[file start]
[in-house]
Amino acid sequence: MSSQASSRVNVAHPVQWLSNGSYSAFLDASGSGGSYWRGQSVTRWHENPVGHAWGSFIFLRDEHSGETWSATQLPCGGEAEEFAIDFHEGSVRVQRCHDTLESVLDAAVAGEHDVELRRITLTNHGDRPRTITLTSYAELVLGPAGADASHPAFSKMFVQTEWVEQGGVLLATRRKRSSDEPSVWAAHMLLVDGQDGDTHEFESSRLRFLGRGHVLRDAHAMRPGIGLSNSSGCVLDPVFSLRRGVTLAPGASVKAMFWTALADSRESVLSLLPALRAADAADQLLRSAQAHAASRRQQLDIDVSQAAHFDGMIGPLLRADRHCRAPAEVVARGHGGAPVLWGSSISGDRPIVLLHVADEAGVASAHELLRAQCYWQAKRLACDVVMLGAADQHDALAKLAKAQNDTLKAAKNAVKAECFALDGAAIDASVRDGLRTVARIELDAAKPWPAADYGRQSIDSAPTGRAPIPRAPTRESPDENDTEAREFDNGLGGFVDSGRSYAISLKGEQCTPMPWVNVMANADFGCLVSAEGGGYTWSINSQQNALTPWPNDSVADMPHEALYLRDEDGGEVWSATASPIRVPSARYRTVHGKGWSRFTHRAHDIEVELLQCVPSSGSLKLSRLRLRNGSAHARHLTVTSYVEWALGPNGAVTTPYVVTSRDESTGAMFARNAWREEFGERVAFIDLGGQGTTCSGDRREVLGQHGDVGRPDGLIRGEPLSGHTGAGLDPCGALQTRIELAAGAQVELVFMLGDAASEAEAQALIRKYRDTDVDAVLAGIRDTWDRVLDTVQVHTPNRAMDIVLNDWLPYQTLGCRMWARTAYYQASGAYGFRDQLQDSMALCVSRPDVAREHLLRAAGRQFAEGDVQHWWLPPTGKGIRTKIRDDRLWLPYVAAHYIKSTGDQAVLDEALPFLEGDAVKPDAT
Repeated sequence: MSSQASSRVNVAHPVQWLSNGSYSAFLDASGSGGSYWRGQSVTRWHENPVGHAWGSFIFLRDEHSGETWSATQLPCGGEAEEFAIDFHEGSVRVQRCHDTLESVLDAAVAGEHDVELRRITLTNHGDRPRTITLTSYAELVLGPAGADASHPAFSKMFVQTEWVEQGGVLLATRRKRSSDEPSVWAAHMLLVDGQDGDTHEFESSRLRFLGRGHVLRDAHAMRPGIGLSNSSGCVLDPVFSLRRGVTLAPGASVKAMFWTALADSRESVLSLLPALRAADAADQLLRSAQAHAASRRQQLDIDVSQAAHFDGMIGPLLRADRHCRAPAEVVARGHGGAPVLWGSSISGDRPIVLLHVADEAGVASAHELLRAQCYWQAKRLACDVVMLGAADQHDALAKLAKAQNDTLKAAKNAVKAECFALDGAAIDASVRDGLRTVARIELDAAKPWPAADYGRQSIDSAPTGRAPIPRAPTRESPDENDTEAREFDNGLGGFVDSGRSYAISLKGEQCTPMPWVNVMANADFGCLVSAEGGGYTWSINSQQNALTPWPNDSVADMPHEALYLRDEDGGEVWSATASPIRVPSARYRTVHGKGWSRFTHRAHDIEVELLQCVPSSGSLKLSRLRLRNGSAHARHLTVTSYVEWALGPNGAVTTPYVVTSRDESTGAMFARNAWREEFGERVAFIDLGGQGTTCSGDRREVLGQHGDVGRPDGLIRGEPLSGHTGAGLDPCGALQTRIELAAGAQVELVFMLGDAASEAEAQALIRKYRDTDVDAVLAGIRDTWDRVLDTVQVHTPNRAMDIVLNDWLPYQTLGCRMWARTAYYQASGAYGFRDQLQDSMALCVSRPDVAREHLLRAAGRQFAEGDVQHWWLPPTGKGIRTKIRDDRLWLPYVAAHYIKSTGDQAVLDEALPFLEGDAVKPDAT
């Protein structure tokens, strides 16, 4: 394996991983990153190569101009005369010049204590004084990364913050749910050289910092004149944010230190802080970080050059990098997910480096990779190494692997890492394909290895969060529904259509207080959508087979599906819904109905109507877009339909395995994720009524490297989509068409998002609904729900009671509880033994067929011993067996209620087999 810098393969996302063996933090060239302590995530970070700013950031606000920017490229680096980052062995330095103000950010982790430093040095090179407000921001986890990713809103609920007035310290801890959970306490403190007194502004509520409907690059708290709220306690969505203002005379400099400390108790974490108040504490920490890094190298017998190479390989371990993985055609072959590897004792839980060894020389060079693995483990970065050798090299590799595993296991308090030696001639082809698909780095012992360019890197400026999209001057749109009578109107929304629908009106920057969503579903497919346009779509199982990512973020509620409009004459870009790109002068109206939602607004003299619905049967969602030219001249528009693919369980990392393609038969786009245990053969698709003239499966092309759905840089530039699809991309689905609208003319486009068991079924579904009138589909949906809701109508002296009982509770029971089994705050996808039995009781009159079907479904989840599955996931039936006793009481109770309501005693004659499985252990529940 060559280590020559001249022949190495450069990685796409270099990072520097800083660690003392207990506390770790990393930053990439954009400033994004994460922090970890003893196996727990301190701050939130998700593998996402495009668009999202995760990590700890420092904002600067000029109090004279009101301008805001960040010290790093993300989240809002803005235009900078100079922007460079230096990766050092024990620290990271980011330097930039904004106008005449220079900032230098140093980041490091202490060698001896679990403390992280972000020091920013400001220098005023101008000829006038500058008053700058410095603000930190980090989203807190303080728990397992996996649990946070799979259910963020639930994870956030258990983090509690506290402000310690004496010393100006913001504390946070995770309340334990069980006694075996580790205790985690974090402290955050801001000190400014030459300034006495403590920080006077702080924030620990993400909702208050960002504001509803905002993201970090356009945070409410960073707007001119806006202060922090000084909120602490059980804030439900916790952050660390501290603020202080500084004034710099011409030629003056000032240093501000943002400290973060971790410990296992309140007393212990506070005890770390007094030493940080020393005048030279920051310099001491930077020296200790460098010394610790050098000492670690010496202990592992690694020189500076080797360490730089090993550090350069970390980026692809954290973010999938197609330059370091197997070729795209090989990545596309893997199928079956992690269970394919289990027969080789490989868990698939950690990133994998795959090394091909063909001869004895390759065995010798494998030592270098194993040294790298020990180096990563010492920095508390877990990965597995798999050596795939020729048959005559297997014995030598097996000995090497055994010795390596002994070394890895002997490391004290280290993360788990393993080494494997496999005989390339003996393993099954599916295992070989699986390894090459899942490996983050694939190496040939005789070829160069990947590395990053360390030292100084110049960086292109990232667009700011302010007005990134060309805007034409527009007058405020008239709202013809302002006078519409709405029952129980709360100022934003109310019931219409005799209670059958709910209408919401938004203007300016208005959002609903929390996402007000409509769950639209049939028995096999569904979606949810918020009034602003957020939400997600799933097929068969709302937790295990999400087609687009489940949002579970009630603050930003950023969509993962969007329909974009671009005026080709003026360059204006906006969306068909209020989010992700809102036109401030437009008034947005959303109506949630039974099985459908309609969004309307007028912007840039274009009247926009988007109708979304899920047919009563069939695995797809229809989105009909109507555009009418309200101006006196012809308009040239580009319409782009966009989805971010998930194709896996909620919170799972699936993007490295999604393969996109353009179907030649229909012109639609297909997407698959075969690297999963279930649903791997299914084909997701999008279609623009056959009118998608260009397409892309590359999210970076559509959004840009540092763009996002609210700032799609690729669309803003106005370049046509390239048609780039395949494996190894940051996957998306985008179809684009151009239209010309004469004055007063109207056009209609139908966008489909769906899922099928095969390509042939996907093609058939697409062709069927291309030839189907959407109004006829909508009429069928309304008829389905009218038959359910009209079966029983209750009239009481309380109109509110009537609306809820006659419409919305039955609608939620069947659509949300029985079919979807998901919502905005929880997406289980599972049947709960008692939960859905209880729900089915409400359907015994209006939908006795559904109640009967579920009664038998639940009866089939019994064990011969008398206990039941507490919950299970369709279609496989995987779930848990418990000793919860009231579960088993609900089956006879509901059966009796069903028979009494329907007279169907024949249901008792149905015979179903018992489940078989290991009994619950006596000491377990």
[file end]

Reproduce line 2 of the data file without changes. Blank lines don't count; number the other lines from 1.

Amino acid sequence: MSSQASSRVNVAHPVQWLSNGSYSAFLDASGSGGSYWRGQSVTRWHENPVGHAWGSFIFLRDEHSGETWSATQLPCGGEAEEFAIDFHEGSVRVQRCHDTLESVLDAAVAGEHDVELRRITLTNHGDRPRTITLTSYAELVLGPAGADASHPAFSKMFVQTEWVEQGGVLLATRRKRSSDEPSVWAAHMLLVDGQDGDTHEFESSRLRFLGRGHVLRDAHAMRPGIGLSNSSGCVLDPVFSLRRGVTLAPGASVKAMFWTALADSRESVLSLLPALRAADAADQLLRSAQAHAASRRQQLDIDVSQAAHFDGMIGPLLRADRHCRAPAEVVARGHGGAPVLWGSSISGDRPIVLLHVADEAGVASAHELLRAQCYWQAKRLACDVVMLGAADQHDALAKLAKAQNDTLKAAKNAVKAECFALDGAAIDASVRDGLRTVARIELDAAKPWPAADYGRQSIDSAPTGRAPIPRAPTRESPDENDTEAREFDNGLGGFVDSGRSYAISLKGEQCTPMPWVNVMANADFGCLVSAEGGGYTWSINSQQNALTPWPNDSVADMPHEALYLRDEDGGEVWSATASPIRVPSARYRTVHGKGWSRFTHRAHDIEVELLQCVPSSGSLKLSRLRLRNGSAHARHLTVTSYVEWALGPNGAVTTPYVVTSRDESTGAMFARNAWREEFGERVAFIDLGGQGTTCSGDRREVLGQHGDVGRPDGLIRGEPLSGHTGAGLDPCGALQTRIELAAGAQVELVFMLGDAASEAEAQALIRKYRDTDVDAVLAGIRDTWDRVLDTVQVHTPNRAMDIVLNDWLPYQTLGCRMWARTAYYQASGAYGFRDQLQDSMALCVSRPDVAREHLLRAAGRQFAEGDVQHWWLPPTGKGIRTKIRDDRLWLPYVAAHYIKSTGDQAVLDEALPFLEGDAVKPDAT